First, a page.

To kick this updating thing into high gear (or… any gear), I’ve decided to shamelessly rip off something I saw on another few blogs (invisible oranges and aversionline, to name a few). Presenting: 7 Songs I’m Into at the Moment or Something.
1) Krallice– “Wretched Wisdom”
Krallice is the side project of Behold… the Arctopus guitarist Colin Marston, though you can’t decipher his ridiculous fusion tech-death roots from the streamlined melodic black metal of this band. Though the album suffers from thin production, the sheer volume of pitch-perfect melodicism makes up for it most of the time. “Wretched Wisdom” seemingly blows their self titled debut’s wad almost right out of the gate, with the song serving as the album’s opener and almost impossibly high watermark. But the waves of layered guitar, both liltingly sad and sneeringly propulsive at once, and howling vocals (done in a very un-black metal style) of “Wretched Wisdom” demand both your attention and chills with each listen. If these kids can manage to focus more in the future, they could contribute something really significant to the already rich American black metal scene.
2) Girl Talk- “Once Again”
Though Girl Talk just put out another ridiculously great album of mash-up brilliance, I’m still fixated on the opener of last year’s “Night Ripper”. Though I could go into the dozens of nuanced reasons, it’s really because of two factors: Ludacris verse from a song I hate reimagined over my favorite Boston riff (the one from “Foreplay/Long Time”). Girl Talk does a lot of this sort of thing with Luda; hell, they do it twice on their latest. And my thing with Ludacris is a relatively similar problem that I have with Jesu: Jesu EP’s and splits= excellent. Jesu full lengths= trying but sometimes rewarding. Ludacris songs= hey, that’s alright. Ludacris verses on shitty songs= goddamn, that was awesome! See how that works? Of course you don’t. But my long, belabored point is to place those great verses over something worthwhile really builds a permanent timeshare in my heart… keep it up, Girl Talk guy.
3) Sinead O’Connor- “Fire on Babylon”
My issue with Sinead is that she doesn’t have any sort of set sound or style; she just moves along with whatever trends catch her fancy at the time she writes her music. Her early work was jagged, folky post-punk, the 90s fluxuated between synth-driven balladry and “Ray of Light”-style intelligent pop (with the occasional drum loop or skittery pseudo-drum and bass beat), today she’s… doing really odd, not-always-successful things (her last album was a reggae jaunt called “Theology”… ugh), but the draw has never been her compositional prowess, but instead that fucking VOICE. I can’t think of any other voice in popular music since (early) Grace Slick that’s been equally tuneful and a force of nature at the same time. This particular song harnesses the no-bullshit fury O’Connor is known for, while still managing to hit high notes that I didn’t know existed without sacrificing an iota of expression. She’s always been an interesting dichotomy: on the one hand, she’s wounded and vulnerable, nursing a heart broken by her countrymen, Catholicism, the fickle public, and the men and women that have been involved with her; on the other, she’s a strong, confident, very angry woman. The two cross often, and to brilliant effect. On “Fire on Babylon”, she sounds overwhelmed, wounded, venomous, and dangerous all at once. Meaning, of course, she’s a woman I like.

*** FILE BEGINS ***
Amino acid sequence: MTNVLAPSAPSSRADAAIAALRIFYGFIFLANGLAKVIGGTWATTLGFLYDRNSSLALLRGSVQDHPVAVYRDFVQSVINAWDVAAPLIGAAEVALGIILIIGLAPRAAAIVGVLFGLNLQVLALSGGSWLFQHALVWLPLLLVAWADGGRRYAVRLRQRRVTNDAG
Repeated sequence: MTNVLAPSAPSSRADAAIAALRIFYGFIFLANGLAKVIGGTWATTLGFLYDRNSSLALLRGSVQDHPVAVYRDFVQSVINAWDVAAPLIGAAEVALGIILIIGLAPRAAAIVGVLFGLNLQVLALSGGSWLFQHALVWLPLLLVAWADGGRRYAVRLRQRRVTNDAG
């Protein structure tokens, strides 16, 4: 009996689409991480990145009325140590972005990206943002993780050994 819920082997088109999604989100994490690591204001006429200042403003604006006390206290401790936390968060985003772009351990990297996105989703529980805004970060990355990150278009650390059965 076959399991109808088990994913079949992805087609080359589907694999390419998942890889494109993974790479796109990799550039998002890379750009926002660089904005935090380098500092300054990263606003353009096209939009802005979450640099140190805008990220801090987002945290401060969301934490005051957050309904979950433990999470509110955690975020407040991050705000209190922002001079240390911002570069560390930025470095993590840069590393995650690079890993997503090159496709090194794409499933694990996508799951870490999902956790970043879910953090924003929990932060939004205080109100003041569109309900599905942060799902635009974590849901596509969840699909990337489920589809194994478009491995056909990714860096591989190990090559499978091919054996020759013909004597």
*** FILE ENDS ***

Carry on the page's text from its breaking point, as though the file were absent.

4) Nachtmystium- “Seasick”
Nachtmystium’s closing suite on this year’s excellent Assassins: Black Meddle Part 1 was a letdown at first: it was the song that every pre-review of the album raved about as the epic album closer, often comparing it to “Echoes”, the closer on Pink Floyd’s (regular) Meddle. Truth is, though, when you average all 3 songs together, it only adds up to 7 minutes. And initial listens do sort of convey a sort of lack of focus, providing what seems to be an unfitting ending for an otherwise strong album. But further listens (and even listens to each part individually… thanks iPod shuffle!) unveil the song’s brilliance: it’s that “lack of focus,” which is actually more of a liberating looseness, that provides the song’s true quality. Parts 2 and 3 are where the song lifts off, propelled by Santana-channeling guitar work and a goddamn knockout sax solo by Yakuza’s Bruce Lamont. When both the solos intertwine at the end of part 2 to form one beautifully hideous note that dissipates into a psychedelic mist, it knocks the wind out of you. It’s not black metal anymore, of course; it’s just good.